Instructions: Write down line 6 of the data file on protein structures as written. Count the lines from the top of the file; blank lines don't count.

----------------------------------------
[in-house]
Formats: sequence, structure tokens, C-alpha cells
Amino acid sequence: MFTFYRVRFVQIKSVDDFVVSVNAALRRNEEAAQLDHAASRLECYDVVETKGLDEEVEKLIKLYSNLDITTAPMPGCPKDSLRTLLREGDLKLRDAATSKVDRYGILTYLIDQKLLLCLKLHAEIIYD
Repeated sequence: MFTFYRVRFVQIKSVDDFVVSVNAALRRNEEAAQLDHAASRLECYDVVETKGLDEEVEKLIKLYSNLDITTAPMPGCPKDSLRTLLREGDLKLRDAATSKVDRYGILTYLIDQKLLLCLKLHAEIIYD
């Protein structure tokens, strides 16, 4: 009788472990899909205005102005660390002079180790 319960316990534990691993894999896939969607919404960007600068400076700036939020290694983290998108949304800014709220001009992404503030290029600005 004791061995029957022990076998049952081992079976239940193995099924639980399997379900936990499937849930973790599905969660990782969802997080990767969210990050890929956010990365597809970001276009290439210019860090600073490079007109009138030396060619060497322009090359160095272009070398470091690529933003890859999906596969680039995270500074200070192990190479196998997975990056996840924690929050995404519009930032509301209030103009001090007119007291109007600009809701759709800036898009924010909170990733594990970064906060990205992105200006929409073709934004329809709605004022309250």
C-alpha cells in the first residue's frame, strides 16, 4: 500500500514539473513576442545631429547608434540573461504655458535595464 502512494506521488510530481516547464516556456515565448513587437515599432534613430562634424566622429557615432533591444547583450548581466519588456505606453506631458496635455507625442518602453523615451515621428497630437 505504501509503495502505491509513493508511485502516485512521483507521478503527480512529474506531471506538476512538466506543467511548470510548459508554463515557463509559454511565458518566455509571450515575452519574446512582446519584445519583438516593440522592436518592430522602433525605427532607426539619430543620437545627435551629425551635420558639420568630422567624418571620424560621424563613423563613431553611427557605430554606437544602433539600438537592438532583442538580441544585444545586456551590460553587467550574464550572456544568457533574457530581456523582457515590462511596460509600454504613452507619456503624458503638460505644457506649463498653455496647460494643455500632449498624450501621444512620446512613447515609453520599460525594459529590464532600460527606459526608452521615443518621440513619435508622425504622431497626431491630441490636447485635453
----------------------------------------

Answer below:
C-alpha cells in the first residue's frame, strides 16, 4: 500500500514539473513576442545631429547608434540573461504655458535595464 502512494506521488510530481516547464516556456515565448513587437515599432534613430562634424566622429557615432533591444547583450548581466519588456505606453506631458496635455507625442518602453523615451515621428497630437 505504501509503495502505491509513493508511485502516485512521483507521478503527480512529474506531471506538476512538466506543467511548470510548459508554463515557463509559454511565458518566455509571450515575452519574446512582446519584445519583438516593440522592436518592430522602433525605427532607426539619430543620437545627435551629425551635420558639420568630422567624418571620424560621424563613423563613431553611427557605430554606437544602433539600438537592438532583442538580441544585444545586456551590460553587467550574464550572456544568457533574457530581456523582457515590462511596460509600454504613452507619456503624458503638460505644457506649463498653455496647460494643455500632449498624450501621444512620446512613447515609453520599460525594459529590464532600460527606459526608452521615443518621440513619435508622425504622431497626431491630441490636447485635453